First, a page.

Illinois Safe Roads Constitutional Amendment Protects Infrastructure Funding
The state of Illinois is on its way to safer, longer-lasting and more cost-efficient roads. At a time when the American infrastructure sorely needs attention, we’d like to congratulate the state’s voters for having the foresight to ensure a future with better highways and roads.
On November 8th of this year, Illinois enacted a transportation lockbox amendment. The Safe Roads Constitutional Amendment protects transportation funding from being redirected to other purposes. California (2010), Maryland (2014) and Wisconsin (2014) have passed similar provisions.
The Illinois amendment prohibits the General Assembly or local government from using, diverting or transferring funds from transportation revenues for non-transportation purposes.
Specifically, the amendment “provides that no moneys derived from taxes, fees, exises, or license taxes, relating to registration, titles, operation, or use of vehicles or public highways, roads, streets, bridges, mass transit, intercity passenger rail, ports, or airports, or motor fuels, including bond proceeds, shall be expended for other than costs of administering laws related to vehicles and transportation, costs of construction, reconstruction, maintenance, repair, and betterment of public highways, roads, streets, bridges, mass transit, intercity passenger rail, ports, airports, or other forms of transportation, and other statutory highway purposes, including the State and local share to match federal aid highway funds.”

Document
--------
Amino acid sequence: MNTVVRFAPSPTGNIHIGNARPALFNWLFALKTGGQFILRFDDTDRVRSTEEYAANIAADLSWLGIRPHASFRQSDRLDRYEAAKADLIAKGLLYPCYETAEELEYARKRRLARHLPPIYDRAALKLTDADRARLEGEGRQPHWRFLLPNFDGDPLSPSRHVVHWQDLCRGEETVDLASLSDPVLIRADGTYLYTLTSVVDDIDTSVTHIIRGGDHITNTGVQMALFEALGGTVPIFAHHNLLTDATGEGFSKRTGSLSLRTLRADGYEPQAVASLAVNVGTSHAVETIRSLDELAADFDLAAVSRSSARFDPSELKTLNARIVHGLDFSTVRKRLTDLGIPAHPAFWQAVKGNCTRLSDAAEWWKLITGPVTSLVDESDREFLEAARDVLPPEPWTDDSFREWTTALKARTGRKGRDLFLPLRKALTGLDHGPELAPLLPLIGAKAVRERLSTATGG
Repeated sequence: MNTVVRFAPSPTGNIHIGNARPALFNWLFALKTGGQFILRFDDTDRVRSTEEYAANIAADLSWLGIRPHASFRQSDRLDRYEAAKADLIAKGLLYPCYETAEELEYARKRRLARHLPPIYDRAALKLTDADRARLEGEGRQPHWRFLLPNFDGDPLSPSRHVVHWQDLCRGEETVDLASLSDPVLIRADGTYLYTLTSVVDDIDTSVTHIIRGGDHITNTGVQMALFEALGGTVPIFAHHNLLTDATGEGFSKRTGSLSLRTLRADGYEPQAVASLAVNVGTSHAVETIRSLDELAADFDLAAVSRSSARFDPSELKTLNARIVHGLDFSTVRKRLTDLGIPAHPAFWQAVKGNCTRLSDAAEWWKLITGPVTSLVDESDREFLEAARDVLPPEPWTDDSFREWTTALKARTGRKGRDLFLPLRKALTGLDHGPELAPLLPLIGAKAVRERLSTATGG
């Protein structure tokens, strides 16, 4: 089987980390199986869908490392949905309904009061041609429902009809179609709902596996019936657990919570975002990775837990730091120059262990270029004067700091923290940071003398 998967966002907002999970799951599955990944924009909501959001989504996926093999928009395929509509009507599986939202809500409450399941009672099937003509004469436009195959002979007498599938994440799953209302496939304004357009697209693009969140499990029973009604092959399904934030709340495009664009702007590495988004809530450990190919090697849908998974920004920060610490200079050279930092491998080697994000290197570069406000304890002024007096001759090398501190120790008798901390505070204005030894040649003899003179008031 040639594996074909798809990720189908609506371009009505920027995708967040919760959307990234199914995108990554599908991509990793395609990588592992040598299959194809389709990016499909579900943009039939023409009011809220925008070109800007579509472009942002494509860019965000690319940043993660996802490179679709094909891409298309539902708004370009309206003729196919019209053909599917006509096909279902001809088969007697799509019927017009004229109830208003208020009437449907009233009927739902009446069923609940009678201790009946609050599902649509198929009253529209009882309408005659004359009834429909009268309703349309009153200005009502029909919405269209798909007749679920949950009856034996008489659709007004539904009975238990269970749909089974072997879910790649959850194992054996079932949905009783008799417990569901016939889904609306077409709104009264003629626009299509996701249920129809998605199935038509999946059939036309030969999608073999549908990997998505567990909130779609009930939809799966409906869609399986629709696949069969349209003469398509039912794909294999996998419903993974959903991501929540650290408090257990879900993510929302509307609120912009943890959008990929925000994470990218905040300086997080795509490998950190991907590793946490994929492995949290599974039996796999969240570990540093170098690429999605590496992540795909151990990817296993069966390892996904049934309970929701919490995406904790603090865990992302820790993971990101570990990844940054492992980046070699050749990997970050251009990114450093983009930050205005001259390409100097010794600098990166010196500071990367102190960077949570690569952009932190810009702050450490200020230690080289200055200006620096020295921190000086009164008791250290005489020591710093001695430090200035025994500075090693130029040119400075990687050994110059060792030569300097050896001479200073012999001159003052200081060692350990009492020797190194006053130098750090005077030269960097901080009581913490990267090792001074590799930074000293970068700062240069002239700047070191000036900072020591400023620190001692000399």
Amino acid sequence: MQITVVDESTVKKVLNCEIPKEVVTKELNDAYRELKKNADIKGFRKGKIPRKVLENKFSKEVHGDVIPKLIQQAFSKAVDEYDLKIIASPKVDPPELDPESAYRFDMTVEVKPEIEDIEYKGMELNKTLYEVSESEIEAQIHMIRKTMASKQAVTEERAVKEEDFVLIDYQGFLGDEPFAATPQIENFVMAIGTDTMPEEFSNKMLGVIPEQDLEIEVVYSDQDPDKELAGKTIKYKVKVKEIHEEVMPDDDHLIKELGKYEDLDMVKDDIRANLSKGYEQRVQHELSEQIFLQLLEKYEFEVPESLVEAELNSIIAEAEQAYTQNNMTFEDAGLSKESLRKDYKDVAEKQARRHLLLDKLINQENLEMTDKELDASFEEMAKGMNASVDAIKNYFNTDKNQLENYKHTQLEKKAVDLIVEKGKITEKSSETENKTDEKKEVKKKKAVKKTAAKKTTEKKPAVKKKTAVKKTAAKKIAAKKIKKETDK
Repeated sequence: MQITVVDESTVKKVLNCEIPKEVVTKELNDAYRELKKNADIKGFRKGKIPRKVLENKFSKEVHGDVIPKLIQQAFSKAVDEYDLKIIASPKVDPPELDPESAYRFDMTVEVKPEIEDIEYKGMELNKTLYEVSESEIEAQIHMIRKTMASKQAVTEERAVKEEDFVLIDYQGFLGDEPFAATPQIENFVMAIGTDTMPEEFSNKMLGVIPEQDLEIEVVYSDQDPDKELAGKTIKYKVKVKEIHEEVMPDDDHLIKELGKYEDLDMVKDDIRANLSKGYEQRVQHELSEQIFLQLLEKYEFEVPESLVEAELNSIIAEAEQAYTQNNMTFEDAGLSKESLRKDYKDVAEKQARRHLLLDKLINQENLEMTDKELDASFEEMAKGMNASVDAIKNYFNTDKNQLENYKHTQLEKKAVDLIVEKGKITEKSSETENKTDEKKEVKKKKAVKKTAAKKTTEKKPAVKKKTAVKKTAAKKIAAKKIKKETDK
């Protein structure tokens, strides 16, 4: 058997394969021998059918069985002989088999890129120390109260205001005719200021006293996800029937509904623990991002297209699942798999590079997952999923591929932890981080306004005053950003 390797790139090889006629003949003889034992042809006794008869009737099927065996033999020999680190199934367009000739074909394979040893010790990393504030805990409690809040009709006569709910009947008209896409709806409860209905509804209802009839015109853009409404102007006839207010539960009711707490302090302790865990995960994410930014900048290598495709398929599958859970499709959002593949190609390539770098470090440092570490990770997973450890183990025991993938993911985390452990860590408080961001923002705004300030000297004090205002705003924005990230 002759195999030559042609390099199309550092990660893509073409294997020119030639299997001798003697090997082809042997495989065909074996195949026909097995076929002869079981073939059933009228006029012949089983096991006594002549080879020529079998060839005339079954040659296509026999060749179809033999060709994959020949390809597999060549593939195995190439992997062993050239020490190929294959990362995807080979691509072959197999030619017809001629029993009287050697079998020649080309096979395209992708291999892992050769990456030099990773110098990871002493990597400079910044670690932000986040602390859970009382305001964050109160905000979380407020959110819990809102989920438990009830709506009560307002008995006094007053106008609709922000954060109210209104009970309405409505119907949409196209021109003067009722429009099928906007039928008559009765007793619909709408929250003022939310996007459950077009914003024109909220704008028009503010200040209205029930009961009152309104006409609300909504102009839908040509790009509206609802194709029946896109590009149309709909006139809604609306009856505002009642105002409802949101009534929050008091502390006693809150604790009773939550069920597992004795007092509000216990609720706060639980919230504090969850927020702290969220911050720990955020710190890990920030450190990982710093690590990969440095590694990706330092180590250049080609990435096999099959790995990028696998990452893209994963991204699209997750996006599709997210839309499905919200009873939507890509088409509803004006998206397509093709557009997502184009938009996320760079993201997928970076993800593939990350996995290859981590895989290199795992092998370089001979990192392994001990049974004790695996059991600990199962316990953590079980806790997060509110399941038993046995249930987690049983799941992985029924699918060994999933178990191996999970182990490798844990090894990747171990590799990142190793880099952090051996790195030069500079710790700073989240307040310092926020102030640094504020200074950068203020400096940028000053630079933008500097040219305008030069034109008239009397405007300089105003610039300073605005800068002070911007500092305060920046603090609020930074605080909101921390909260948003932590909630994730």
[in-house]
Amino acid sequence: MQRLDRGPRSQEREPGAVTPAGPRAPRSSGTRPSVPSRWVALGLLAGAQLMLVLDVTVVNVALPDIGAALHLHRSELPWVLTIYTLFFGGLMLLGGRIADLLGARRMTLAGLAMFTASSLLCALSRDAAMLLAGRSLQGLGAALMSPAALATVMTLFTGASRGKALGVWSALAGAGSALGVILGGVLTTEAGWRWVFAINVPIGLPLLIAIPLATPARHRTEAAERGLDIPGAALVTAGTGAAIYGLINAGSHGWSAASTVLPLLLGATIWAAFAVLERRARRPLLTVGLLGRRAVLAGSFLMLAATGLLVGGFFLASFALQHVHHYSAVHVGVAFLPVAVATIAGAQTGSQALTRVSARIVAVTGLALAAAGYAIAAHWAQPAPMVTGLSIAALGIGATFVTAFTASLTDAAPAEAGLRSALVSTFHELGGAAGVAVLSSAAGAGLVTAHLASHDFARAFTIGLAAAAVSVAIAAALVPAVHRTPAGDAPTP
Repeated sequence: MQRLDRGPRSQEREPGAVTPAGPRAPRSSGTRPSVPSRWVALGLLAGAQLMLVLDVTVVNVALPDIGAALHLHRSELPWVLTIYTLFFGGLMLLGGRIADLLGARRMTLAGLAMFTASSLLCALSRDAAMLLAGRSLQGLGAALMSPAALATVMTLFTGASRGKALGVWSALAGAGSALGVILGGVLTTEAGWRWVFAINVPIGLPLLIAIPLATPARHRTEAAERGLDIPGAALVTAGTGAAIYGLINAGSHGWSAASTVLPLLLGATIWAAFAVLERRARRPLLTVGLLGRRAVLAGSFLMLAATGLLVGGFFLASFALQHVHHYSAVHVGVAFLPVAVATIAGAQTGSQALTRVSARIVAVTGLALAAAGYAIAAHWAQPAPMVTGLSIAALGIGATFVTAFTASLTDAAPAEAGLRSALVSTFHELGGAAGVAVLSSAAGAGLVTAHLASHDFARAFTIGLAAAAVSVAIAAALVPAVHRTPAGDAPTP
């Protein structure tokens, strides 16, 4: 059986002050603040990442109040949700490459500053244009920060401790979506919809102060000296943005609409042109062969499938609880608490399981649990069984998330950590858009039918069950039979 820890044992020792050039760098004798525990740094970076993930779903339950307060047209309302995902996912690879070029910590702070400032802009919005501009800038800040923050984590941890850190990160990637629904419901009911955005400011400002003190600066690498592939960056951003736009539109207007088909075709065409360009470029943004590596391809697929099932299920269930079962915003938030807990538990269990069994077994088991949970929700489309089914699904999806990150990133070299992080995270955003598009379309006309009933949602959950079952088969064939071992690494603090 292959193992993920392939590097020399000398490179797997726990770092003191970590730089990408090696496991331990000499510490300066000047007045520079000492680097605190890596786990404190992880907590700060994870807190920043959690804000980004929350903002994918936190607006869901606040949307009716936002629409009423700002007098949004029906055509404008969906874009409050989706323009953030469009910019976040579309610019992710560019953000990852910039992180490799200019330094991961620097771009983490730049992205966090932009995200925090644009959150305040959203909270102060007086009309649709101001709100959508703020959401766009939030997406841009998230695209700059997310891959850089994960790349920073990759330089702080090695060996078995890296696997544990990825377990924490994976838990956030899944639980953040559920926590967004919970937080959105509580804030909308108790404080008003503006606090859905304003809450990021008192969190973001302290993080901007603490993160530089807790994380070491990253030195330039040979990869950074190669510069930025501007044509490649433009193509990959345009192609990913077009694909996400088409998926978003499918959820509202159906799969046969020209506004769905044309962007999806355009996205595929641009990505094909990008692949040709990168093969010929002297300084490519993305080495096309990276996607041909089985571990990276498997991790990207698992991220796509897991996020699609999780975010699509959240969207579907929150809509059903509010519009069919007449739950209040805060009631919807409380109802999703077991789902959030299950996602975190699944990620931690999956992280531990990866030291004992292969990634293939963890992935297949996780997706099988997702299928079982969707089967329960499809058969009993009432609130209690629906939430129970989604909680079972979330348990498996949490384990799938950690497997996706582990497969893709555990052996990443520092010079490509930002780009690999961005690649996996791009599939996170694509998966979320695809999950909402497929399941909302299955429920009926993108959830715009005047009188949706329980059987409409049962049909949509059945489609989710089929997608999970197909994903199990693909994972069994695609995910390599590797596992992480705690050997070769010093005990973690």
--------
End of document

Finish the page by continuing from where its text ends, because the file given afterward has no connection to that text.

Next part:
States and local governments often use portions of transportation funds for other purposes. Arguments for passage of the Illinois amendment stated that without it “the state will lose an additional $110 billion over ten years in vehicle repairs and congestion costs.
According to the 2013 Report Card for America’s Infrastructure, compiled by the American Society of Engineers (ASE), points to a substantial backlog of long-needed maintenance throughout United States infrastructure systems. The report designates a cumulative grade of D+, within which roads received a D, bridges a C+ and transit a D. The ASE, which puts out a report card every four years, advocates for improving the country’s infrastructure.
Surface Tech encourages voters in states not yet committed to protecting transportation funding to follow Illinois, California, Maryland and Wisconsin and take the steps needed to make sure they can enjoy the safe and longer-lasting roads and highways they deserve.